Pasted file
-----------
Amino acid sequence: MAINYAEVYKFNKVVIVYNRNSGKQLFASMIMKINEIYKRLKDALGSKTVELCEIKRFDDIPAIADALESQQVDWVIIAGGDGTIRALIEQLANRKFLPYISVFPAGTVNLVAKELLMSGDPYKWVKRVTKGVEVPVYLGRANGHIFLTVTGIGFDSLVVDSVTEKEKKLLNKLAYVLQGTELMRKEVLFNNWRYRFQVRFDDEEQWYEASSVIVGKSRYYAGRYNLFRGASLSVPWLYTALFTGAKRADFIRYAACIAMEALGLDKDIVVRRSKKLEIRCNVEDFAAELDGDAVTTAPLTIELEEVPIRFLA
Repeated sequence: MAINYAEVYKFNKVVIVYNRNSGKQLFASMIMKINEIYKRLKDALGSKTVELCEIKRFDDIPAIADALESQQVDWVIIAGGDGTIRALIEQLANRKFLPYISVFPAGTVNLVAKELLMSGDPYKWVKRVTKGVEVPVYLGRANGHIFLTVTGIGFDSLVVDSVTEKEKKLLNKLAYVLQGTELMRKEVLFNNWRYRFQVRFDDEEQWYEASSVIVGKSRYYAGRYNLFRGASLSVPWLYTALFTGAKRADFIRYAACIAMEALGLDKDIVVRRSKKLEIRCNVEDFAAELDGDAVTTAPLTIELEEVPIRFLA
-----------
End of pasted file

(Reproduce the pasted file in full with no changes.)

Amino acid sequence: MAINYAEVYKFNKVVIVYNRNSGKQLFASMIMKINEIYKRLKDALGSKTVELCEIKRFDDIPAIADALESQQVDWVIIAGGDGTIRALIEQLANRKFLPYISVFPAGTVNLVAKELLMSGDPYKWVKRVTKGVEVPVYLGRANGHIFLTVTGIGFDSLVVDSVTEKEKKLLNKLAYVLQGTELMRKEVLFNNWRYRFQVRFDDEEQWYEASSVIVGKSRYYAGRYNLFRGASLSVPWLYTALFTGAKRADFIRYAACIAMEALGLDKDIVVRRSKKLEIRCNVEDFAAELDGDAVTTAPLTIELEEVPIRFLA
Repeated sequence: MAINYAEVYKFNKVVIVYNRNSGKQLFASMIMKINEIYKRLKDALGSKTVELCEIKRFDDIPAIADALESQQVDWVIIAGGDGTIRALIEQLANRKFLPYISVFPAGTVNLVAKELLMSGDPYKWVKRVTKGVEVPVYLGRANGHIFLTVTGIGFDSLVVDSVTEKEKKLLNKLAYVLQGTELMRKEVLFNNWRYRFQVRFDDEEQWYEASSVIVGKSRYYAGRYNLFRGASLSVPWLYTALFTGAKRADFIRYAACIAMEALGLDKDIVVRRSKKLEIRCNVEDFAAELDGDAVTTAPLTIELEEVPIRFLA